I suffered more anxiety than most of my fellow-slaves. I had known what it was to be kindly treated; they had known nothing of the kind. They had seen little or nothing of the world. They were in very deed men and women of sorrow, and acquainted with grief. Their backs had been made familiar with the bloody lash, so that they had become callous; mine was yet tender; for while at Baltimore, I got few whippings, and few slaves could boast of a kinder master and mistress than myself; and the thought of passing out of their hands into those of Master Andrew a man who, but a few days before, to give me a sample of his bloody disposition, took my little brother by the throat, threw him on the ground, and with the heel of his boot stamped upon his head till the blood gushed from his nose and ears was well calculated to make me anxious as to my fate. After he had committed this savage outrage upon my brother, he turned to me, and said that was the way he meant to serve me one of these days,—meaning, I suppose, when I came into his possession.

Thanks to a kind Providence, I fell to the portion of Mrs. Lucretia, and was sent immediately back to Baltimore, to live again in the family of Master Hugh. Their joy at my return equalled their sorrow at my departure. It was a glad day to me. I had escaped a worse than lion’s jaws. I was absent from Baltimore, for the purpose of valuation and division, just about one month, and it seemed to have been six.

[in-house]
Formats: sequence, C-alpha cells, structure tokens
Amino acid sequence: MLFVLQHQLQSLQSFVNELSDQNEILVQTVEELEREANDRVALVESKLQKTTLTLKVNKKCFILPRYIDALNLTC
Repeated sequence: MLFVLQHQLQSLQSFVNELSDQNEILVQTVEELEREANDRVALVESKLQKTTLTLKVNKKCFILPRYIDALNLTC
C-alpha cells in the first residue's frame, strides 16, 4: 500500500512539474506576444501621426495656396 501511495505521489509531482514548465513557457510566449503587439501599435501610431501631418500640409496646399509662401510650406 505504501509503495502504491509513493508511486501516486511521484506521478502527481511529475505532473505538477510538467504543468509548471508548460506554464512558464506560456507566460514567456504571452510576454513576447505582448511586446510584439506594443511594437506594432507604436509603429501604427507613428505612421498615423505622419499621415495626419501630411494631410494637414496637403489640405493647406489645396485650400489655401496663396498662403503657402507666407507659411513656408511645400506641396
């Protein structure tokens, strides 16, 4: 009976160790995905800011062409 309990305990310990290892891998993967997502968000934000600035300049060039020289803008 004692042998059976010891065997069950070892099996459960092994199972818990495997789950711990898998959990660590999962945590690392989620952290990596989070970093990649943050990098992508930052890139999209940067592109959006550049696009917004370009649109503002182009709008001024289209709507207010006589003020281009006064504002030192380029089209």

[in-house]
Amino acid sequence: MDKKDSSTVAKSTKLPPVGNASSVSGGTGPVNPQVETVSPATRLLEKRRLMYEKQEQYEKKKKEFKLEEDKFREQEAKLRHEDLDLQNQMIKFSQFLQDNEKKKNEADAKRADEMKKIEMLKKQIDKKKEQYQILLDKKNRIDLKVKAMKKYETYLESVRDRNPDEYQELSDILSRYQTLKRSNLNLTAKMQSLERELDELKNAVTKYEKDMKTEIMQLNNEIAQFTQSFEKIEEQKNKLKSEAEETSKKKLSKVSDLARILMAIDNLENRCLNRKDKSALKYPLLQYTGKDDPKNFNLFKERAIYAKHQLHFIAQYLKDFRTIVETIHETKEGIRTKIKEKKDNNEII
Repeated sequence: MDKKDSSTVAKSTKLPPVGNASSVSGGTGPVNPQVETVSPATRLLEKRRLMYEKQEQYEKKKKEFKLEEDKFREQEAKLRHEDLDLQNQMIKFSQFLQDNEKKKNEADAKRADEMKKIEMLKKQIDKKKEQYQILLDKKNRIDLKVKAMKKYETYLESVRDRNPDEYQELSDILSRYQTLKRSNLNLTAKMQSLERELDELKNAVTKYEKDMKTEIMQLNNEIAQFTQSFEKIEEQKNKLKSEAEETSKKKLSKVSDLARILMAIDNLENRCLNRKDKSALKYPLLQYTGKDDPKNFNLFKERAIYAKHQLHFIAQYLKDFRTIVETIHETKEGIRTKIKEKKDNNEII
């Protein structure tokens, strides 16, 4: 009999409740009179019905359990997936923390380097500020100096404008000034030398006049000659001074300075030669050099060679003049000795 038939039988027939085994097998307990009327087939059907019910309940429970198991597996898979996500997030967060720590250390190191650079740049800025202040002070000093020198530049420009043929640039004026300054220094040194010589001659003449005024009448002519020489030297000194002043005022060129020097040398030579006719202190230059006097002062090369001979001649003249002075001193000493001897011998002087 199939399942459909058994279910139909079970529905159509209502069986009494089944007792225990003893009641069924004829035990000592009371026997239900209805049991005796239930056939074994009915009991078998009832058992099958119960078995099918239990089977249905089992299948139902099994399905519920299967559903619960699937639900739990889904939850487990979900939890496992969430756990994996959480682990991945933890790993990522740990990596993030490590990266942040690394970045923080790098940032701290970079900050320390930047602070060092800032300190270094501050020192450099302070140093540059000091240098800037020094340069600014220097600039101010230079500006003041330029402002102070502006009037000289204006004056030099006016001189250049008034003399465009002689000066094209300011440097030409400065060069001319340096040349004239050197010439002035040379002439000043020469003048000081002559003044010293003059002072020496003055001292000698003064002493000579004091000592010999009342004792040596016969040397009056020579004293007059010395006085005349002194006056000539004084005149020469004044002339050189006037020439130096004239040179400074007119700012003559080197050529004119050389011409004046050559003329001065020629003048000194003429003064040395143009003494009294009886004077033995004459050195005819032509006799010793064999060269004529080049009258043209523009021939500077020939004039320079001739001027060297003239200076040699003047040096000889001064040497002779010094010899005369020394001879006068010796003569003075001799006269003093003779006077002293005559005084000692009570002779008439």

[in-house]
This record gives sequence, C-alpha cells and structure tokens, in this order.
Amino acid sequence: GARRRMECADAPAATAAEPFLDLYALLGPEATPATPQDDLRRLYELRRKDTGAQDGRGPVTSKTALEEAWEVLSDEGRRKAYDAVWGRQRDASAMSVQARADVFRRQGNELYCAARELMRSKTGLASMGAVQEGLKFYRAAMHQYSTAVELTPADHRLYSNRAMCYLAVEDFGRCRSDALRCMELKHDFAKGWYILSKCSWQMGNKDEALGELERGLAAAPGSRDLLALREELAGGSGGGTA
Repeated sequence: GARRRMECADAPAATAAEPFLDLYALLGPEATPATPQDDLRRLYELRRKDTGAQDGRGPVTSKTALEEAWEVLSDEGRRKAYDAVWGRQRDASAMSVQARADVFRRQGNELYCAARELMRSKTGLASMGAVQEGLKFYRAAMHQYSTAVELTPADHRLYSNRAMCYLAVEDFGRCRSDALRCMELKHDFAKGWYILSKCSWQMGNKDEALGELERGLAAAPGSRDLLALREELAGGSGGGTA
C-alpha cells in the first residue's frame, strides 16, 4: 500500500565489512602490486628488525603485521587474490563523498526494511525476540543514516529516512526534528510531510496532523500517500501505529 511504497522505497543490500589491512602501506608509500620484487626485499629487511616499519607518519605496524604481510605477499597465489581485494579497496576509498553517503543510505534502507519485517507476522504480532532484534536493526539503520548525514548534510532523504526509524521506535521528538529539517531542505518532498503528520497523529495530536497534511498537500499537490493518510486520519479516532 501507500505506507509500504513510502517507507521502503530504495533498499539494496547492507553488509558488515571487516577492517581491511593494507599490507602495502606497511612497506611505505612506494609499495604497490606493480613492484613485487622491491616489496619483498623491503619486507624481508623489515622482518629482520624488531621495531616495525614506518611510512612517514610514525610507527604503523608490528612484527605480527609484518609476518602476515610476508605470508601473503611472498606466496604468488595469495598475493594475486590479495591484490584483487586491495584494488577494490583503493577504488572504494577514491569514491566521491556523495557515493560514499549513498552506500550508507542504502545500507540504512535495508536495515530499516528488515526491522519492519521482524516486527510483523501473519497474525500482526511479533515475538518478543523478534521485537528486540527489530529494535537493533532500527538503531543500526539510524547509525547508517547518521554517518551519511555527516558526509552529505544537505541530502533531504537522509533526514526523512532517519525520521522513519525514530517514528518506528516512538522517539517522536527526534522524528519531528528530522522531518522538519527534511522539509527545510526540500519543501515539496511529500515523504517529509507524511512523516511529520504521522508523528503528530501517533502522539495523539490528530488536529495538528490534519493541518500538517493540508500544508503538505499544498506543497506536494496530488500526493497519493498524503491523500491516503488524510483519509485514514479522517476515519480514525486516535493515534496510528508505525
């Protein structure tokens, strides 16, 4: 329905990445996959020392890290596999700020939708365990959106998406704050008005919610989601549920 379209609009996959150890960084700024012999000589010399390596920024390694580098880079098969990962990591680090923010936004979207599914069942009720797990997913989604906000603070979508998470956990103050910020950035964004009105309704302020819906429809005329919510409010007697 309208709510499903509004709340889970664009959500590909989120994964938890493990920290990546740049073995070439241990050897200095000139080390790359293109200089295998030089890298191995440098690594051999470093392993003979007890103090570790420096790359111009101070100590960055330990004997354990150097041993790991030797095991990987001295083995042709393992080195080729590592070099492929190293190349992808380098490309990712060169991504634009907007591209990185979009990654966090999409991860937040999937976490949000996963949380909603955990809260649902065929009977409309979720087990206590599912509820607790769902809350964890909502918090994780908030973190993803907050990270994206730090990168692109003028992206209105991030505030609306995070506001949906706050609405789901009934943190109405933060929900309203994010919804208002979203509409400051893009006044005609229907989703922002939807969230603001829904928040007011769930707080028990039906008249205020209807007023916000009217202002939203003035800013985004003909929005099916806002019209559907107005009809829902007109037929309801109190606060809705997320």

Very soon after my return to Baltimore, my mistress Lucretia died, leaving her husband and one child, Amanda; and in a very short time after her death, Master Andrew died. Now all the property of my old master, slaves included, was in the hands of strangers,—strangers who had nothing to do with accumulating it. Not a slave was left free. All remained slaves, from the youngest to the oldest. If any one thing in my experience, more than another, served to deepen my conviction of the infernal character of slavery, and to fill me with unutterable loathing of slaveholders, it was their base ingratitude to my poor old grandmother. She had served my old master faithfully from youth to old age. She had been the source of all his wealth; she had peopled his plantation with slaves; she had become a great-grandmother in his service. She had rocked him in infancy, attended him in childhood, served him through life, and at his death wiped from his icy brow the cold death-sweat, and closed his eyes for ever. She was nevertheless left a slave—a slave for life—a slave in the hands of strangers; and in their hands she saw her children, her grand-children, and her great-grandchildren divided, like so many sheep, without being gratified with the small privilege of a single word as to their or her own destiny. And to cap the climax of their base ingratitude and fiendish barbarity, my grandmother, who was now very old, having outlived my old master and all his children, having seen the beginning and end of all of them, and her present owners finding she was of but little value, her frame already racked with the pains of old age, and complete helplessness fast stealing over her once active limbs, they took her to the woods, built her a little hut, put up a little mud chimney, and then made her welcome to the privilege of supporting herself there in perfect loneliness; thus virtually turning her out to die! If my poor old grandmother now lives, she lives to suffer in utter loneliness; she lives to remember and mourn over the loss of children, the loss of grandchildren, and the loss of great-grandchildren. They are, in the language of the slave’s poet, Whittier:—